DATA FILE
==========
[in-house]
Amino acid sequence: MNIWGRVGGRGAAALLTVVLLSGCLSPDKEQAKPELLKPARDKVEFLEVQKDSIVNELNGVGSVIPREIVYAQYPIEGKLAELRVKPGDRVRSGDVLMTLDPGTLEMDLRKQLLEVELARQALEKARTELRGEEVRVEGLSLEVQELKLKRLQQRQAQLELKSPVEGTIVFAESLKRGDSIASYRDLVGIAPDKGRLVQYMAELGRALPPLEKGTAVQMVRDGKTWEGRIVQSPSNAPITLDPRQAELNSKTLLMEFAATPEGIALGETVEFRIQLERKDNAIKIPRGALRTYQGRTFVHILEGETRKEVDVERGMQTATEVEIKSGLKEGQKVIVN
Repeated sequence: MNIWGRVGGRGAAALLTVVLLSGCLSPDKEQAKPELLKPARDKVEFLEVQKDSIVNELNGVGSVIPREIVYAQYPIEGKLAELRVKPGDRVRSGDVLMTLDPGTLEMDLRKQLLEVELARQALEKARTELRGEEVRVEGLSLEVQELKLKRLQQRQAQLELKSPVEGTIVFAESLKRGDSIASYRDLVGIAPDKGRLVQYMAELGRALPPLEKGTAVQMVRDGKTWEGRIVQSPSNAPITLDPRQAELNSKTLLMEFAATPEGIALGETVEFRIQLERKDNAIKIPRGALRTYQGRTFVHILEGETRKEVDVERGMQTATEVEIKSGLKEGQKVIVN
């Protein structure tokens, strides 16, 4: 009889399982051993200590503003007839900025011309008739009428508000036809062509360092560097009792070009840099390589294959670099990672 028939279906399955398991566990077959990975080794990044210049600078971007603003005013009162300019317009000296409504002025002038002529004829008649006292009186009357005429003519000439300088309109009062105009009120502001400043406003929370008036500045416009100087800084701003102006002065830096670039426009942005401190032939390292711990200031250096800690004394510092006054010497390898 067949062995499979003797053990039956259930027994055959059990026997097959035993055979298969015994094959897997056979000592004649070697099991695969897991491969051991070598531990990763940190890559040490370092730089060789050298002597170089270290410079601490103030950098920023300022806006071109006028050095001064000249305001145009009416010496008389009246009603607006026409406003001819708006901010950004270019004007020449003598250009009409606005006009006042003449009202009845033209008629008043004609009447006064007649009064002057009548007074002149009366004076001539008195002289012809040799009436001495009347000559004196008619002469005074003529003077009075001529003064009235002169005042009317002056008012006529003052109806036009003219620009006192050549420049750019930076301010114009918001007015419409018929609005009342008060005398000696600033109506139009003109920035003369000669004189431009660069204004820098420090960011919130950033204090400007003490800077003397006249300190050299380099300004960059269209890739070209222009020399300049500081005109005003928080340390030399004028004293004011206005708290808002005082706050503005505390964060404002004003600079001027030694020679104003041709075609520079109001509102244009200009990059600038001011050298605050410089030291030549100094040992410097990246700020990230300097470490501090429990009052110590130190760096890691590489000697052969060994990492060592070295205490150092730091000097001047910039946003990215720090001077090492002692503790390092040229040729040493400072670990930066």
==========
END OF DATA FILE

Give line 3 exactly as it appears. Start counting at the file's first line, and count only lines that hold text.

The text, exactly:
Repeated sequence: MNIWGRVGGRGAAALLTVVLLSGCLSPDKEQAKPELLKPARDKVEFLEVQKDSIVNELNGVGSVIPREIVYAQYPIEGKLAELRVKPGDRVRSGDVLMTLDPGTLEMDLRKQLLEVELARQALEKARTELRGEEVRVEGLSLEVQELKLKRLQQRQAQLELKSPVEGTIVFAESLKRGDSIASYRDLVGIAPDKGRLVQYMAELGRALPPLEKGTAVQMVRDGKTWEGRIVQSPSNAPITLDPRQAELNSKTLLMEFAATPEGIALGETVEFRIQLERKDNAIKIPRGALRTYQGRTFVHILEGETRKEVDVERGMQTATEVEIKSGLKEGQKVIVN